However, in Flanders we’re living in an SME (small and medium-sized enterprises) culture and aspiring starters oftentimes start their own business for the wrong reason: money. That cannot be the main objective. You have to be ballsy and demonstrate the necessary motivation to want to be big: think big, think global!

Dare to make mistakes, learn from them and use the experience to continue your growth. Rest assured, when you start your own business, you’ll experience the highest highs as well as the lowest lows. Possibly even within a span of 24 hours! You can only get through such rollercoaster times when you are irrationally passionate about your work. No one is going to believe in you, fund you or work for you if you don’t believe in yourself first.

S: How big of a role do mentors and network play?

K: To use Peter Hinssen’s (leading Belgian tech entrepreneur, author) words: “It’s all about networks. The network always wins”. I believe it’s absolutely important for young starters to surround themselves with successful, experienced mentors and coaches. They will challenge you and continue to push you and your team to reach the next level.

You’re only going to be as good as the people you surround yourself with. The mentors you work with possess the experience your team can learn a great deal from. Pick their brain consistently and perhaps it can prevent you from making the same mistakes they made in the past.

Dare to make mistakes, learn from them and use the experience to continue your growth. Rest assured, when you start your own business, you’ll experience the highest highs as well as the lowest lows. Possibly even within a span of 24 hours!

S: In your experience, both nationally and internationally, what is the project you are most proud of?

K: The fact that with Corda INCubator we were able to launch a strategic project in which Limburg-based investment company LRM and the city of Hasselt joined forces to collaborate with the strategic and substantial partners to stimulate entrepreneurship in our region.

In addition to the know-how, it’s both the experience and the networking ability that are the key to success. We were able to provide an all-encompassing concept that includes an inspirational work environment with seminars and workshops, and the ability to offer guidance and expertise to young innovators gunning to achieve their objectives. Moreover, we want to provide them with the necessary flexibility to be able to competitive in the international market.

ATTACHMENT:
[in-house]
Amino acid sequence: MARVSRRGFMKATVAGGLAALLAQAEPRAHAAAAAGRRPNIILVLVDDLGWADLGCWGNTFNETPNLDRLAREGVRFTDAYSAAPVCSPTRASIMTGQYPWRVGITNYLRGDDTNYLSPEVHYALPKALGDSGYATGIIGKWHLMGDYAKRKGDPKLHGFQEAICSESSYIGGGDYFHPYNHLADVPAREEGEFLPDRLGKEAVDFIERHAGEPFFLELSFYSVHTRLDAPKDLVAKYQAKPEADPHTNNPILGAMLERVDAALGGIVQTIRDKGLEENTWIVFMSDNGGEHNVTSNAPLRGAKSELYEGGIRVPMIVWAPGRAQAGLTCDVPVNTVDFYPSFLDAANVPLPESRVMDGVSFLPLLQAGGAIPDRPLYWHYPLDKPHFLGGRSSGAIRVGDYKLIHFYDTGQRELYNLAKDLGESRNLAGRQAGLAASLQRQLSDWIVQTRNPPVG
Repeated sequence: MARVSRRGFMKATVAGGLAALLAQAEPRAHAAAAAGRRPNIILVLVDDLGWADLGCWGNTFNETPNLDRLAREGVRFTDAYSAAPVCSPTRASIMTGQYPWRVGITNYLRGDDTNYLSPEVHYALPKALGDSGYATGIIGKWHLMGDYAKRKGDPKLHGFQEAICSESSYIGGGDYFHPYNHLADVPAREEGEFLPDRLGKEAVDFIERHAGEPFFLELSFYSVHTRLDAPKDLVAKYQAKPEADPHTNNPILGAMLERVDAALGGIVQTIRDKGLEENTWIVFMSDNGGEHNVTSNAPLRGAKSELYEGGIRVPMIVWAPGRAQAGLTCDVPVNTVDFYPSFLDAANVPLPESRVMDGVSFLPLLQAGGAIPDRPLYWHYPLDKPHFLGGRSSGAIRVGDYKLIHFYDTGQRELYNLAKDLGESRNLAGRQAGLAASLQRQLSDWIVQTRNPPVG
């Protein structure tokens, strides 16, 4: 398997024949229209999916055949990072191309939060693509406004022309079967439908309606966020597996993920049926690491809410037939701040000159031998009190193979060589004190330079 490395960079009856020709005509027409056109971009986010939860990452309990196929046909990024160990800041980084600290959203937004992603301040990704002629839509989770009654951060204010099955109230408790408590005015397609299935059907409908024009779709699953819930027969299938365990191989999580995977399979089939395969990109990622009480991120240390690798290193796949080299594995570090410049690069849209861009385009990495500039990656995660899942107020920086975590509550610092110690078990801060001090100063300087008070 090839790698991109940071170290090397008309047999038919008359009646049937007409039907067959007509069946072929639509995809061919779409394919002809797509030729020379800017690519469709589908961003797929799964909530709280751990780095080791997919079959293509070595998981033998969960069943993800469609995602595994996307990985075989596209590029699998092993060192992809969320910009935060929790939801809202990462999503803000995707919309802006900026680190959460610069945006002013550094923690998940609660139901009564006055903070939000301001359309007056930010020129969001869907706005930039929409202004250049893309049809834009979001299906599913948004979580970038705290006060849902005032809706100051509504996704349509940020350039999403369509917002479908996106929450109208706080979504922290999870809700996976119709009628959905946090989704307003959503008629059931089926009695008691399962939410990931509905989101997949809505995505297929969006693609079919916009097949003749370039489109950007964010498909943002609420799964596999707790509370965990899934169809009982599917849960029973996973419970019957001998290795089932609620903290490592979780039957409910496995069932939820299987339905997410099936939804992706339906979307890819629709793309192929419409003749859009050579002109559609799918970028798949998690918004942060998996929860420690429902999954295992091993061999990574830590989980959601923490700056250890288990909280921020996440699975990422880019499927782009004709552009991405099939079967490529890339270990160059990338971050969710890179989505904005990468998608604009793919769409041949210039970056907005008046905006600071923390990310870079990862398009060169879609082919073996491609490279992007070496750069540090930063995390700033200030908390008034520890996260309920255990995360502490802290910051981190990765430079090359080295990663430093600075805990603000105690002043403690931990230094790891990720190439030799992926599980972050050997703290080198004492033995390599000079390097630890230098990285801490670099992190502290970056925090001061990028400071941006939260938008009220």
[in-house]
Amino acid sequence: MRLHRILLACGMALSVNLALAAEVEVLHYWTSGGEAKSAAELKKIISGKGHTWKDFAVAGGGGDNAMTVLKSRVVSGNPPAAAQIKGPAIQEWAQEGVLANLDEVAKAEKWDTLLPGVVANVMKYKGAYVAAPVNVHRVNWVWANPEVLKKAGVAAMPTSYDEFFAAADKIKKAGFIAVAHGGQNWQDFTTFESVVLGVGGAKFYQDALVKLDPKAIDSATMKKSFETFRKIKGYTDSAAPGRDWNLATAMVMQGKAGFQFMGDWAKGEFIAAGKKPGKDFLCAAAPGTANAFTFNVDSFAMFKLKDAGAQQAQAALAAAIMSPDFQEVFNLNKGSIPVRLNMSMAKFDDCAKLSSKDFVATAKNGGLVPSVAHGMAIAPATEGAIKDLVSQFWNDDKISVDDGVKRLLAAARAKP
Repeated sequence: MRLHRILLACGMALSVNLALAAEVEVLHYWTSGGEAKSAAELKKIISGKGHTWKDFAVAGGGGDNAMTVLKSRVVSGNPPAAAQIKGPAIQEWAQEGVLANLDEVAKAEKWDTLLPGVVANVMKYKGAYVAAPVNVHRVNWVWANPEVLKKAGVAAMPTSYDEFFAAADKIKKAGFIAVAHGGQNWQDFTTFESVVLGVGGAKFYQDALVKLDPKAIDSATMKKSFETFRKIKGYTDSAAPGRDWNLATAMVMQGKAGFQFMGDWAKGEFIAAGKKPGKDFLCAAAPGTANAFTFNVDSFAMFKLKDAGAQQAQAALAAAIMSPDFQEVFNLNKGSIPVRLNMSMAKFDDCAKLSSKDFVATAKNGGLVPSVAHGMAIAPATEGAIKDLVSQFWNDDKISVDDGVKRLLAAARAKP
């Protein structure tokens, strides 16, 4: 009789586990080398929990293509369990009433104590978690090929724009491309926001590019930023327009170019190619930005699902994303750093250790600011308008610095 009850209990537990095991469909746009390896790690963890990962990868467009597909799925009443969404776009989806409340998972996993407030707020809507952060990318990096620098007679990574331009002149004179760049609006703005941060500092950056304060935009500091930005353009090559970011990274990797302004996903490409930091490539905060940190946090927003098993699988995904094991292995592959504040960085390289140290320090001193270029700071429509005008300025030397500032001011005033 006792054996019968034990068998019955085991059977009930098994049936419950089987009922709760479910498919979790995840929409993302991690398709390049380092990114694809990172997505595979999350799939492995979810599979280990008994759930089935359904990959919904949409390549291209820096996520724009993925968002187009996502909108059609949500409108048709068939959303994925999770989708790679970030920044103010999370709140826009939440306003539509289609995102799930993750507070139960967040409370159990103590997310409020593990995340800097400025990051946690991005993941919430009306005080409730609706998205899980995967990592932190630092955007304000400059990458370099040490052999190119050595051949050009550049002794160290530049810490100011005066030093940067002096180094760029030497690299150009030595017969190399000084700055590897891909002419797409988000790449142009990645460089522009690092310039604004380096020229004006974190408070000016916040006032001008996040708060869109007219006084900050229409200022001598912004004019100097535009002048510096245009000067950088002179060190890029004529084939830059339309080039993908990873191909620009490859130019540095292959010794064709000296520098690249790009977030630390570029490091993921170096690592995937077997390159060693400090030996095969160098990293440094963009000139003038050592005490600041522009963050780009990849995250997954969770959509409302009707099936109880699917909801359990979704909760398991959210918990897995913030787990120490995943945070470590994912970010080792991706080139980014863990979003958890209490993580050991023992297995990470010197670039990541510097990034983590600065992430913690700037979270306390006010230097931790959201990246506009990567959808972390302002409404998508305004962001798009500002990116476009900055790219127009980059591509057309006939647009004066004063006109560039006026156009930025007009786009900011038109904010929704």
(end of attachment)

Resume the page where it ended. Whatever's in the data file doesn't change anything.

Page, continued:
We’re trying to apply the ‘pay it forward’ principle that is so embedded in American entrepreneurial culture; to set up a dynamic collaboration between the different startup incubators, domains, and initiatives. A variety of programs and training sessions will be offered to ensure our starters are given all the tools they could possibly need. We’re able to offer our startups advice and profound, ongoing personal coaching by the network’s experts, to make sure their businesses are progressing in the right direction.

S: What is Patrick Kestens’ biggest ambition currently?

K: I would love to see some of our startups develop into successful business. We also have to strive to be a region where youngsters and entrepreneurs love to work and live. I’ll take it a step further even: we should become an irresistible tech-hub where the most talented and ambitious people of the world would flock to!

Our future stands or falls with the presence of ambitious, independent, young, and talented entrepreneurs. We can only try to keep them here by pushing for a society that values entrepreneurship, ambition, progress, taking risks, accountability, excellence, and the will to win. If we fail to move in a direction that starts appreciating these principles, we’re at risk of losing our most talented youngsters to more competitive and attractive international destinations.

I want to be part of the wide-scaled effort to further develop the network and cooperation between established entrepreneurs, experts and young starters. By working with research institutions and other partners we want to make sure we are presenting talented starters with the right guidance, expertise, and advice. In short: my ambition for tomorrow is to promote innovative entrepreneurship with today’s youth!

S: To end on a significantly lighter note: if you could choose one particular song to best describe yourself, what would it be?

K: Frank Sinatra. I did it my way!

Mr. Kestens most definitely did it his way.

Mr. Kestens concludes our session by providing two of his favorite inspirational quotes:

Success is not final, failure is not fatal, it is the courage to continue that counts!  

Don’t screw it, just do it!